Written by Sooz Kempner


That’s My Girls

Lena Dunham’s Girls returns to Sky Atlantic for a fourth series tonight. Sooz Kempner explains its appeal.

“You have to see this show, it’s like Sex and the City but they’re our age!”
This is how a friend introduced me to Girls in 2012 and I’m forever grateful to her. However, aside from the four female leads and the New York City backdrop, there is little to link the hottest show of the 90s to Girls. SATC was pure aspirational viewing: see the lifestyle you will never have with women you will never resemble. When I watch Girls, there is nothing I aspire to. At all. But far too much I recognise. This is what makes it so awesome.

The girls
Our main cast of 20-something New Yorkers making their way through post-university, post-recession life cannot fail to resonate. Hannah, our protagonist, begins as an unpaid intern whose parents have decided to stop bankrolling her. If this was a Hollywood movie, Hannah would flounder for 80 minutes before spending 10 minutes finding the dream job and choosing the right man.
The beauty of Girls is that it realistically portrays there being no such thing as ‘sorted’. In three seasons we’ve seen her attempt a relationship with a man who’s possibly a bigger mess than she is, end it with him and prove she has learned nothing by dramatically getting back with him, believing he is her destiny.

Allison Williams as Marnie

The show also handles the changing nature of a friendship that began in your teens. Hannah and Marnie, her college friend, were once inseparable, but find they have less and less in common until they start to resent each other, sometimes openly. Part of growing up is the realisation that, just as you don’t need to be in a toxic relationship, you also don’t need to stay in a toxic friendship.
Marnie is always perfectly groomed and this turns out to be her downfall. She sees herself as the world sees her: if she appears perfect to the outside, she must be perfect. As the series draws on, her facade begins to crack and she finds that no one can get by on looks and poise alone. I like Marnie best when she lets go and allows herself to be happy, sad or silly.
Our other girls are Jessa, a life-long friend of Hannah’s, and Shoshanna, Jessa’s cousin who is nearing graduation. The former’s a gorgeous whirlwind: fascinating, hilarious and easy to love, but a walking disaster. In and out of rehab and everyone’s lives, she constantly pushes the boundaries of forgiveness, particularly with Shoshanna, who is driven and strident but comes across as an airhead.
However, drunk and sick of her friends in a series three episode, Shoshanna has an outburst that proves herself to be possibly the most insightful character on the show.

The boys
Hannah’s most enduring romantic (if that’s a word that can be used and it can’t) relationship is with Adam. She describes him thusly, “in some ways, he’s the most mature person I’ve ever met, in other ways, he has not yet been born.” Adam is the kind of man you’d never want to introduce to your parents. I often watch his scenes with Hannah (and not just the sex scenes – more on those in a bit) through splayed fingers.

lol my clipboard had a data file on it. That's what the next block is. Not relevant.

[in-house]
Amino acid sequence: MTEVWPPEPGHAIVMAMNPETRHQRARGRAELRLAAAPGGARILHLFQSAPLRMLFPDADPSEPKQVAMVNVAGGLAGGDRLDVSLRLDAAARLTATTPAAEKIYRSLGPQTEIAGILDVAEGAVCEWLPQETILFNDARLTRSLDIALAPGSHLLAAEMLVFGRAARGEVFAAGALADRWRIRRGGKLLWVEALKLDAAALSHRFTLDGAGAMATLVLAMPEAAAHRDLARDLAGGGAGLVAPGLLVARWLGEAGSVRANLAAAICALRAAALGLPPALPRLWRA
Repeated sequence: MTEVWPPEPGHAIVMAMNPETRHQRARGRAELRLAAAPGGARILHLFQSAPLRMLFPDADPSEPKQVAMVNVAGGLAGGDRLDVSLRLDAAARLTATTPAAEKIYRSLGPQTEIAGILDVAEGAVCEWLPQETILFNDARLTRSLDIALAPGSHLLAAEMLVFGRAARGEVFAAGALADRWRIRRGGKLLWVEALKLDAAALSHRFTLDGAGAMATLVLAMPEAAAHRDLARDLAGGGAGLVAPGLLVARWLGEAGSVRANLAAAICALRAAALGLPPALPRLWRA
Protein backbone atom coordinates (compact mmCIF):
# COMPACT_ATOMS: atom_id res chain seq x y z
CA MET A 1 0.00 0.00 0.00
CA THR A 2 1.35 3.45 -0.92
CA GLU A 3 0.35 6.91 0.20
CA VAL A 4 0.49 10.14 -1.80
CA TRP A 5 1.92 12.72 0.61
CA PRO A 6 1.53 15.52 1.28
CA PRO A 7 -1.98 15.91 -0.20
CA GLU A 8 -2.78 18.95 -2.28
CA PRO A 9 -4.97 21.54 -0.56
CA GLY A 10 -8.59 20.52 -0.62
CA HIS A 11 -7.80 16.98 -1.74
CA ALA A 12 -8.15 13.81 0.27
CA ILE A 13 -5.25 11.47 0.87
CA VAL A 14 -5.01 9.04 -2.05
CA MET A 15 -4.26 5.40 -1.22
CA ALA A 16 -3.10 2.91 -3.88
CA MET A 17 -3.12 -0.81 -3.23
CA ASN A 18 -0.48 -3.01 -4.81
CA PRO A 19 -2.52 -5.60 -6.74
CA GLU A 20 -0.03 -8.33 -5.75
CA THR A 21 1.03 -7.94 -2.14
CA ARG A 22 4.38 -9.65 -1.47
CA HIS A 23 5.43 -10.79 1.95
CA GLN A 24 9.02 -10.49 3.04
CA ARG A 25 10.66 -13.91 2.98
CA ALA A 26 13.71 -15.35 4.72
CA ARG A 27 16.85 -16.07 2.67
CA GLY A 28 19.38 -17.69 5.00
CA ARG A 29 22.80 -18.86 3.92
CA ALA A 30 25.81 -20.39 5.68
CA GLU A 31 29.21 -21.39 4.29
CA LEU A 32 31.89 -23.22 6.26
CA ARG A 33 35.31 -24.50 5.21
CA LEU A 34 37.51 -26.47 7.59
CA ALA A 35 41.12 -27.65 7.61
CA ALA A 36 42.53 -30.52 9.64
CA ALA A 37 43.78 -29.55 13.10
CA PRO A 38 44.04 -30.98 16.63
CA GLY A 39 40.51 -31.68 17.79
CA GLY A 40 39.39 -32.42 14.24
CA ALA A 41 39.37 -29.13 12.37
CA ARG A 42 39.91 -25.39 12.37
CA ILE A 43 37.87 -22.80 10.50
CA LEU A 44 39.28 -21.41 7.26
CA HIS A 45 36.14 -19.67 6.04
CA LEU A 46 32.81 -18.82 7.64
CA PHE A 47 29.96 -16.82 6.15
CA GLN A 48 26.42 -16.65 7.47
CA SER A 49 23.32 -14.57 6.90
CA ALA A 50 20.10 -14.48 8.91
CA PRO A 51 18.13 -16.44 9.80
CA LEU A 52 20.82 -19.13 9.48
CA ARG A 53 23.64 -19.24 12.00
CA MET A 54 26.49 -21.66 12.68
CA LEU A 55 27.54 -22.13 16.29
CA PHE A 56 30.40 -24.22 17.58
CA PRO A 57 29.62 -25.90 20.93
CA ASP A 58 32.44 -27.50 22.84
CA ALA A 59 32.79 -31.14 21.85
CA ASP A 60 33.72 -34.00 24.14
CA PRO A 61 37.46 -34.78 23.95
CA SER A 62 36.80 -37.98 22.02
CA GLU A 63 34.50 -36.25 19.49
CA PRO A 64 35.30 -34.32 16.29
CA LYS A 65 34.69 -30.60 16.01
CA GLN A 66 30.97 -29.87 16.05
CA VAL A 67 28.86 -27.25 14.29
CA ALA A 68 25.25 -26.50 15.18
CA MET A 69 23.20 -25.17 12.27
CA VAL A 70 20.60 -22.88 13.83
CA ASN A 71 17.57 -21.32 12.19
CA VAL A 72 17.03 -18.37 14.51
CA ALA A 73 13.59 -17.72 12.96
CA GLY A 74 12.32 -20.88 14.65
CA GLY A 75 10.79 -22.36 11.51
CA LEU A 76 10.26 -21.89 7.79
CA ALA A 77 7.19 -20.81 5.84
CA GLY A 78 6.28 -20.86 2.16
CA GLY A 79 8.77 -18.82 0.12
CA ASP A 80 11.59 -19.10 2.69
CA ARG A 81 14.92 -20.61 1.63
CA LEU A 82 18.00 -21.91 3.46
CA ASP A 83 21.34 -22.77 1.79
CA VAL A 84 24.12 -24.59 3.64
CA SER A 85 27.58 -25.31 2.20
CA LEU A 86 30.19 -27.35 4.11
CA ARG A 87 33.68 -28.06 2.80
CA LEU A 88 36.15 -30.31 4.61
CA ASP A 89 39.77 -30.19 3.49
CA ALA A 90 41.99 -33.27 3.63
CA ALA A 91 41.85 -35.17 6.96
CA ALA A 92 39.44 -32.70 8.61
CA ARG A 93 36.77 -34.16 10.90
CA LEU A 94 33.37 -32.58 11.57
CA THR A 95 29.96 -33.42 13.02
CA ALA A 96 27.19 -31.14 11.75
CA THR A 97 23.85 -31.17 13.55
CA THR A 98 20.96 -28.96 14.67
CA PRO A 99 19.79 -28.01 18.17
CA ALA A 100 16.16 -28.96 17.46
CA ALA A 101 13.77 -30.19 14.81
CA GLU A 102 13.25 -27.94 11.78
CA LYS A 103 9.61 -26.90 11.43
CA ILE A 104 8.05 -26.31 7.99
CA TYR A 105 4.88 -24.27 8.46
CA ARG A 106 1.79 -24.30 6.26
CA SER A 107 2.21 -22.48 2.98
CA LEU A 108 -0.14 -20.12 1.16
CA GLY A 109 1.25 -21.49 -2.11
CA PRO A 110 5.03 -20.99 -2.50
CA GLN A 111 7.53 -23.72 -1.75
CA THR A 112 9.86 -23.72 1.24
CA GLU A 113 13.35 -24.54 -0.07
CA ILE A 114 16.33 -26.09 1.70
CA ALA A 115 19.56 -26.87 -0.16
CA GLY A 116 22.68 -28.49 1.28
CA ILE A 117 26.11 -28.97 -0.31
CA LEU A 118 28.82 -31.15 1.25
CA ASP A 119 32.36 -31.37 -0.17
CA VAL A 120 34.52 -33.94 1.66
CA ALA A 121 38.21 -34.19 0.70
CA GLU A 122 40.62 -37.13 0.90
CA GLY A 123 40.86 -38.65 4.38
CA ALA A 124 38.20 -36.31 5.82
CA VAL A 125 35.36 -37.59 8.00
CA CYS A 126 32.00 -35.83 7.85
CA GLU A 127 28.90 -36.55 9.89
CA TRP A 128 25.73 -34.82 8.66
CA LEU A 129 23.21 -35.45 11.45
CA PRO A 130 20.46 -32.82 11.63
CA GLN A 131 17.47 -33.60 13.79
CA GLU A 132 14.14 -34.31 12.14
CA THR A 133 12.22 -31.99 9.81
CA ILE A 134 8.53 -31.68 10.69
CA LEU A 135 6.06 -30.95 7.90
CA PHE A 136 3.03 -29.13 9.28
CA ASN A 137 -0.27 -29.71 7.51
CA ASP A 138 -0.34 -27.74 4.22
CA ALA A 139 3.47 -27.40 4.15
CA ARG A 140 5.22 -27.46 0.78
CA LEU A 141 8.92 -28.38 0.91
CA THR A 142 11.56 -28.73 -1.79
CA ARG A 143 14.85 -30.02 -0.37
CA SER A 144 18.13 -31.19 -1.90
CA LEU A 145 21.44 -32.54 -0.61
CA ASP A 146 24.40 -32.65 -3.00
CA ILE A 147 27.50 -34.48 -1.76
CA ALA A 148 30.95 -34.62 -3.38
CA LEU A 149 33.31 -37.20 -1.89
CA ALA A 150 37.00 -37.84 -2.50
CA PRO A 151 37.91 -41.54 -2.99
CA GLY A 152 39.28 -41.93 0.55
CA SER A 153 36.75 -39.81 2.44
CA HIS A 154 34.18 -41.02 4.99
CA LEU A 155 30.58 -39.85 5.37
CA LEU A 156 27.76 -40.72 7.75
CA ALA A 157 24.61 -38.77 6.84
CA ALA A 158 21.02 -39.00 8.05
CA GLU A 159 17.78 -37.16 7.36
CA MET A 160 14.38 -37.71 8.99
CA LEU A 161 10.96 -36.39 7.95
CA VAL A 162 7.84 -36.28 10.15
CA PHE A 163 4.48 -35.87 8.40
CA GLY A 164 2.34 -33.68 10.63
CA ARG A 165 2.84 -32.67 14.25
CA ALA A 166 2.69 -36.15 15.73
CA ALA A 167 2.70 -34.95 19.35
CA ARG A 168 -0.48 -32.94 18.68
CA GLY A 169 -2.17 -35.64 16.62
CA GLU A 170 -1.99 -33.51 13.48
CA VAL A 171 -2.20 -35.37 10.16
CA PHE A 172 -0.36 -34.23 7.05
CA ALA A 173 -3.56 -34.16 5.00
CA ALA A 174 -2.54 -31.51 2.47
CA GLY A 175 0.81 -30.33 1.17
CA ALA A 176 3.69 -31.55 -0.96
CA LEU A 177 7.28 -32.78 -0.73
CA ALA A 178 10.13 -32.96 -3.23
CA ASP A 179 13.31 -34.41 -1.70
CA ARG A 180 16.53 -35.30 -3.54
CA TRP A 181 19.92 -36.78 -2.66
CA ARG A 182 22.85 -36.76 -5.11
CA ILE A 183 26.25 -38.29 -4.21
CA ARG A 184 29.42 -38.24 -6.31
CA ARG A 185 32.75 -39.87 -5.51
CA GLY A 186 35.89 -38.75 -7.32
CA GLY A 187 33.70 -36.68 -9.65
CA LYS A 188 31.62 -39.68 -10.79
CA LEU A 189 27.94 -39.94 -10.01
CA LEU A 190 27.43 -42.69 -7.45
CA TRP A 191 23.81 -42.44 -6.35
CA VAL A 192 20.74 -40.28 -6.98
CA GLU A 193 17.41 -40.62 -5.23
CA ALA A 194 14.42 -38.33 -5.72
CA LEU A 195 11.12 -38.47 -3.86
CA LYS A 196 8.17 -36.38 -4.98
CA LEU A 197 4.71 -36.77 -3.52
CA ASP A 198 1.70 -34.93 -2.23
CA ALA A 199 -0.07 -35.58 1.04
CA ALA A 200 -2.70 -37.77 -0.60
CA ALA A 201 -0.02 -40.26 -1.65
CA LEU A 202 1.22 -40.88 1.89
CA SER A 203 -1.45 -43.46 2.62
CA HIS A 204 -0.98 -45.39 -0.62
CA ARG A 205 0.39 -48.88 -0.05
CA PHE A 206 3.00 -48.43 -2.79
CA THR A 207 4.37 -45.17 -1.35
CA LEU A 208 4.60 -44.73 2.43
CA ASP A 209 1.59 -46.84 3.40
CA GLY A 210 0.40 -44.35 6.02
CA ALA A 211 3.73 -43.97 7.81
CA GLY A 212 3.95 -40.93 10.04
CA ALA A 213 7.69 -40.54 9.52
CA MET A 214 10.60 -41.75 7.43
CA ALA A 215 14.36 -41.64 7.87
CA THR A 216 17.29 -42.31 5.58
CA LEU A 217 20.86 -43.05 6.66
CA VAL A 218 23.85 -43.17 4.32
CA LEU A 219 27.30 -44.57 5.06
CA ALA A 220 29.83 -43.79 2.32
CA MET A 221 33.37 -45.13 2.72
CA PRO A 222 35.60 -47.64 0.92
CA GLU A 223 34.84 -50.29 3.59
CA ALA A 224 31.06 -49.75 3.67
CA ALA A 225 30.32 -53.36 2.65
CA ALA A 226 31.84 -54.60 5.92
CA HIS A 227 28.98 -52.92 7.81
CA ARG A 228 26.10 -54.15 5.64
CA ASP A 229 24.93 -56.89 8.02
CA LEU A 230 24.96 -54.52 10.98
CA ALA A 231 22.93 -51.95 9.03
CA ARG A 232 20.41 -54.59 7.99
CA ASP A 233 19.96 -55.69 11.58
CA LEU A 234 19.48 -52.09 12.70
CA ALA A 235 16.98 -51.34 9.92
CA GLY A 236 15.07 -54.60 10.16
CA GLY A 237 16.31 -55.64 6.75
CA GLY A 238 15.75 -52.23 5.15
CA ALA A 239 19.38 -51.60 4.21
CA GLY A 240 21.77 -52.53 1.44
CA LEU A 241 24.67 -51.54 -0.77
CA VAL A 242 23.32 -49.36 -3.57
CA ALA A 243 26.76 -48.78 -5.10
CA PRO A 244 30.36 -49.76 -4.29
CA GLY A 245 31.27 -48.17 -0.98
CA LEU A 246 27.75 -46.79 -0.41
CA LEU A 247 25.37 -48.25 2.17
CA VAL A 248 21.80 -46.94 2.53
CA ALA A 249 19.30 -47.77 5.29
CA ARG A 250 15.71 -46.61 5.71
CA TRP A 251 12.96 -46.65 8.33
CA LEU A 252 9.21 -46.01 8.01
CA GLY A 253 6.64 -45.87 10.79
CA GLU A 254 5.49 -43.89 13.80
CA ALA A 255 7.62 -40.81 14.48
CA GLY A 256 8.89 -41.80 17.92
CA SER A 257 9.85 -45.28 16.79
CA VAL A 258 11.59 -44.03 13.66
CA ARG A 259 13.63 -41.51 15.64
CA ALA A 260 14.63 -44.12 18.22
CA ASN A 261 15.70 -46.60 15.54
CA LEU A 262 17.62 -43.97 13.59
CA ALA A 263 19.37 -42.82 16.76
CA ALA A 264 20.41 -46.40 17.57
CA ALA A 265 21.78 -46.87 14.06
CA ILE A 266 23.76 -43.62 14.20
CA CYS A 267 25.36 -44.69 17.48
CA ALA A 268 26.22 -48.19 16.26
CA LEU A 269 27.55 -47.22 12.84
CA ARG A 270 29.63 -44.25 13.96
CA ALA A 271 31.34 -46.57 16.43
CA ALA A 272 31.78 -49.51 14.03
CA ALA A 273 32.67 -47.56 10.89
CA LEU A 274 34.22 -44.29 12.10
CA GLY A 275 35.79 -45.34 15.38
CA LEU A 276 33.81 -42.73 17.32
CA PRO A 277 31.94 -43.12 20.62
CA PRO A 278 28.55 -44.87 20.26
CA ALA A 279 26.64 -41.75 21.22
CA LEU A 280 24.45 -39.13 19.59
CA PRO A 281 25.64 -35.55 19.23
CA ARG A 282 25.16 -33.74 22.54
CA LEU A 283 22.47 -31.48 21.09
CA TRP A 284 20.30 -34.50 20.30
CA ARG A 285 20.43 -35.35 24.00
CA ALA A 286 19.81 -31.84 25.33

Adam Driver as Adam

They probably should have broken up for good about 10 times so far in the show but as one of Girls most interesting characters I’d be sorry to see Adam go. The other main man is Ray, an ascerbic 30-something who is pushed to aim higher by eventual girlfriend Shoshanna. He’s smart, witty and good at his job but also directionless and she wants more for him, rightly or wrongly. When they break up he, following initial heartbreak, is able to get out of the rut he’d found himself in.

The sex
Much is written about the frank depictions of sex in Girls. As in real life, it’s rarely pretty. From Hannah’s confused role play with Adam to Marnie’s “look at the doll!” moment (I won’t describe further, it must be seen to be believed), the sex in Girls is often outrageous, occasionally questionable and always believable. Lena Dunham often appears naked and is frequently labelled brave by the media, something she rejects as she doesn’t find nudity scary.
But I’d still say the show makes a bold stand against today’s airbrushed, be-thin culture by showing a ‘real’ body on screen.

The dialogue
Though the sex and nudity of Girls gets the most press, it’s the show’s dialogue that’s its strongest suit. Sharp, funny, touching and sometimes heartbreaking, the characters all have a unique, entirely realistic voice.
Hannah is an exhausting mess. In fact, all the characters have the capacity to be exhausting messes, but what they share is hope. They all hope for whatever a better life might be. And that’s the thing that will continue to keep me hooked.

Lena Dunham as Hannah

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Written by Sooz Kempner

Funny Women Variety Award Winner 2012. ASDA Kate Bush.